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Everything posted by Walt3rd

  1. I saw Burton twice during the 1980’s tour in San Francisco. Would have loved to see his performance filmed for prosperity. Same with the rest of the cast. Robert Goulet as Lancelot....Roddy McDowell. So much better that what the film turned out to be.
  2. Not quite true...Mickey was their first choice, and Walt was fine with it. It was his brother Roy that put the kabooms on the deal.
  3. I know I’m in the minority but I don’t like Vera-Ellen. Especially in White Christmas where she’s paired with Danny Kaye. Watch their first dance number together - why is she always looking at the camera? Compared to the other three she’s unneeded. Not a great actress, not a singer...
  4. I agree. My favorite Astaire - Cyd number is not the Girl Hunt ballet but the elagent and simple Dancing in the Dark number in the Park.
  5. Cary Grant couldn’t see it either....he told they should get Rex Harrison! btw. Harrison did a MFL tour in early 80’s with Cheryl Kennedy as Eliza. Cathleen Nesbit, who originated the role of Henry’s mother on Broadway and in the film, was also in the cast! Rex made sure everyone knew that in his curtain speech. She was, or close to 90. Died in Aug of 1982.
  6. So another remake is coming out. Actually this is a remake of a remake with the basic story intact. Boy finds girl, girl becomes bigger than the boy, boy ends up dying so girls can state for all to hear... My name is Mrs. Norman Maine. for God’s sake, can’t anyone think outside the box anymore? You want an updated story? Fine. Here’s your payoff line - “My name is Mrs. Norma Maine.” Have some guts Hollywood.
  7. You could start with the 70s and go to modern day. Musicals part 2. The disco years, the animated 90s ....
  8. All that Jazz has become my favorite Fosse Musical I wish we could have seen, and I wish they would release the Roadshow version of Dr. Doolittle. They cut out one of my favorite Leslie Bricusse songs - “Something in your Smile”. You can it on the Soundtrack album.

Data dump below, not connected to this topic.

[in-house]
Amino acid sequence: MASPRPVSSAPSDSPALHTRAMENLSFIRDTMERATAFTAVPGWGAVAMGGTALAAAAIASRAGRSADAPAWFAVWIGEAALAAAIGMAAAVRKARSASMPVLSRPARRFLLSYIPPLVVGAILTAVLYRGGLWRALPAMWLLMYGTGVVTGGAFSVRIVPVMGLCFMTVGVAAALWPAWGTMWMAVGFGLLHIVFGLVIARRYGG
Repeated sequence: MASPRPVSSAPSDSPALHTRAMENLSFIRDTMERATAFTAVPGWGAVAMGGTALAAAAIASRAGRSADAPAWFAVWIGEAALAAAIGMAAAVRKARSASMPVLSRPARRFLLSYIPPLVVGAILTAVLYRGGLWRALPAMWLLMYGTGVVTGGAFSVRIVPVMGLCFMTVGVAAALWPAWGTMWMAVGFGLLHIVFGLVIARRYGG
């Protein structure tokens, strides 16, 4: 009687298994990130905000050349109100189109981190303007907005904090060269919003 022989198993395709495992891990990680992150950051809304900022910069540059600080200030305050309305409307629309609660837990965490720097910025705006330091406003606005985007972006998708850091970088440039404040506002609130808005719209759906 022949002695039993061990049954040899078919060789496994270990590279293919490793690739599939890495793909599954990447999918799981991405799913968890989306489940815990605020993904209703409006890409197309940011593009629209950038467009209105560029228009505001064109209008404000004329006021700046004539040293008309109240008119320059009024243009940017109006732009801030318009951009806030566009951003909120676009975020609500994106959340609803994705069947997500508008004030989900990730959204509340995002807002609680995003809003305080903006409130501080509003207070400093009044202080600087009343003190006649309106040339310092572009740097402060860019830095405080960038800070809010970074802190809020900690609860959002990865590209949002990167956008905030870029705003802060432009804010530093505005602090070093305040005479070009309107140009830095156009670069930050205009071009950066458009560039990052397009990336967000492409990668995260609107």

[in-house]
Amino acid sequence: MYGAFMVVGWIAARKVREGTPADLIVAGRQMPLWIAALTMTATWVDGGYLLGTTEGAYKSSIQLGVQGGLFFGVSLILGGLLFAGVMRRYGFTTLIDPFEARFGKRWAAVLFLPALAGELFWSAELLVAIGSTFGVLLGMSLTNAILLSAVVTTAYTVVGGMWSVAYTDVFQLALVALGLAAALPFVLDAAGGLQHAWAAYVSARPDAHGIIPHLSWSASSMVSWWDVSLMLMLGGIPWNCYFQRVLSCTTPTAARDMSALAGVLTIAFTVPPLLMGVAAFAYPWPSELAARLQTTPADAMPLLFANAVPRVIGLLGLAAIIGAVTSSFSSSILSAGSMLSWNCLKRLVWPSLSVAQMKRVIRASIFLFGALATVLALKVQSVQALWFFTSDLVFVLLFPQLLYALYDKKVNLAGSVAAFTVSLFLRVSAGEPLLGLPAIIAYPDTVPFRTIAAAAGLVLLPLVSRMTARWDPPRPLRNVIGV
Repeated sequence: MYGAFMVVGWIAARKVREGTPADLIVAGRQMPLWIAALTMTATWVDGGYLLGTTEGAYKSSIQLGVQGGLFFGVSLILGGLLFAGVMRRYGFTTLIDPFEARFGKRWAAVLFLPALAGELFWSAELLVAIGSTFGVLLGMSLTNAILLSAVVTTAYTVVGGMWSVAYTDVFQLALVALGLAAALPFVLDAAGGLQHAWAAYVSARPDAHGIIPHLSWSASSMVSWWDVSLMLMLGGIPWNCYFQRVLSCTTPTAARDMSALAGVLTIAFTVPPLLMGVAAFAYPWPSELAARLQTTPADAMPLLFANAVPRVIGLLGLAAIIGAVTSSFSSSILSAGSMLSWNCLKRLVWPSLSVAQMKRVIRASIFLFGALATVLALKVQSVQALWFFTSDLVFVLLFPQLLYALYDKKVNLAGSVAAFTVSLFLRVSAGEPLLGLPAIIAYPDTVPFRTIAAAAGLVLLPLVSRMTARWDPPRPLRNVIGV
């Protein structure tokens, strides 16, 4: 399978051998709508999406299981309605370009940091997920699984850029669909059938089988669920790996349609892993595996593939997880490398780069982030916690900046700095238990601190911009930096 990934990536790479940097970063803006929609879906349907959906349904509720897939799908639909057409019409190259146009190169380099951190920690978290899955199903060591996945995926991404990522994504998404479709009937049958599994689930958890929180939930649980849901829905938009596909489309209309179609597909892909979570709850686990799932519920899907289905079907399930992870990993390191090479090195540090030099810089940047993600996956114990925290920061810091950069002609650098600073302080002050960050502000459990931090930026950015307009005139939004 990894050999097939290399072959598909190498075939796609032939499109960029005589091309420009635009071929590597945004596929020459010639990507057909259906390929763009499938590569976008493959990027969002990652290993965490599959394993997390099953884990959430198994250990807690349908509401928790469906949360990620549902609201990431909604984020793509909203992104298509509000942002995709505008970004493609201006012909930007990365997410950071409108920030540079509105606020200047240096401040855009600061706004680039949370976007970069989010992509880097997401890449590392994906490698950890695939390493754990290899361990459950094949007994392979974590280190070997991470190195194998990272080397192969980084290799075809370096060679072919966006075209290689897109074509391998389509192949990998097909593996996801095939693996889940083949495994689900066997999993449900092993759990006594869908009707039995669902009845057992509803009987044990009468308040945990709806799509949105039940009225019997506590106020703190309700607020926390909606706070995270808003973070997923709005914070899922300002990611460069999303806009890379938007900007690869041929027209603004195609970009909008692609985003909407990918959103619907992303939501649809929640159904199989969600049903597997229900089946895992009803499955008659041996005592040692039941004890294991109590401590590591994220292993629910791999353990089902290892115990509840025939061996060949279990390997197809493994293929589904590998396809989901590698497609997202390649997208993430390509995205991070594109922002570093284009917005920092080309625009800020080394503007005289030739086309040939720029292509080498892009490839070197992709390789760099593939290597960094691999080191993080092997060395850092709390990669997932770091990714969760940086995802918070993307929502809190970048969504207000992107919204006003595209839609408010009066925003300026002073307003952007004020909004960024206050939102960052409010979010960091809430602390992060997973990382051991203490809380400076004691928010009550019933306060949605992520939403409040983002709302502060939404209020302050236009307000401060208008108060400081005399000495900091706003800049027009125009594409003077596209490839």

9. In today’s lecture, cabin in the sky was compared to other supernatural films of the time, as in Here comes Mr. Jordan, etc. I think a better example, especially thematically, would be the 1950’s musical Damn Yankees, in which the Devil tries to lure a basically decent man with a good, loving, caring wife away with the help of a temptress. walt3rd
  10. I rather like the idea, after all, the first talking picture was a musical! But I would narrow it to Musicals from 1920's to 1990. Week one, 1927 - 1939 Beginnings (emphasis on Song and Dance) Week two - 1940 - 1950 (The War Years) Week three - 1950-1960 (The Golden Age of Musicals) Week four - 1960 - 1975 (The waning of the film musical) Week five - 1975 - 1990 (the live action musical at the end of the 20th Century) Problems I foresee. Notice I left off in 1990, After that, Disney seems to have ruled the musical, especially ANIMATED Musicals, and we all know TCM would have
  11. Hello, I enjoyed being part of the fan panel today, thought you might like my "lecture notes" - Walter Twitter handle: @popcornbytes Alfred Hitchcock and the James Bond films.pdf Alfred Hitchcock and the James Bond films.pdf
  12. Collaborators in today's cinema? Neal Purvis and Robert Wade. The current two main writers for the James Bond franchise. They would be able to translate well, I think. There is a sequence of an escape in Spectre when Q realizes that he is trapped in a funicular with the bad guys that I feel would be right in place in a Hitchcock film. I agree on some of the actors I've seen in other posts, and have added a few others: Clive Owens, Christian Bale, Michael Caine (especially as the villain), John Cusack, Hugh Jackman, Daniel Craig, and Ben Whisaw. Scarlett Johanson, Lea Seydoux f
  13. I think we need to really think about why we call some of the films the "Worst" films and we some others we disagree with. Bad films to me are all around bad: the script, the direction and/or other production values, and bad acting. There are some films I've seen on peoples' worst list because they don't like the genre, or the actor actress. With that in mind, Here are my "worst Hitchcock films" 1. Topaz. Thrust upon Hitchcock, and Hitch could not save it. 2. Torn Curtain. When the best line in the film is "My Sponsors.", you know there is a problem. Zero chemistry from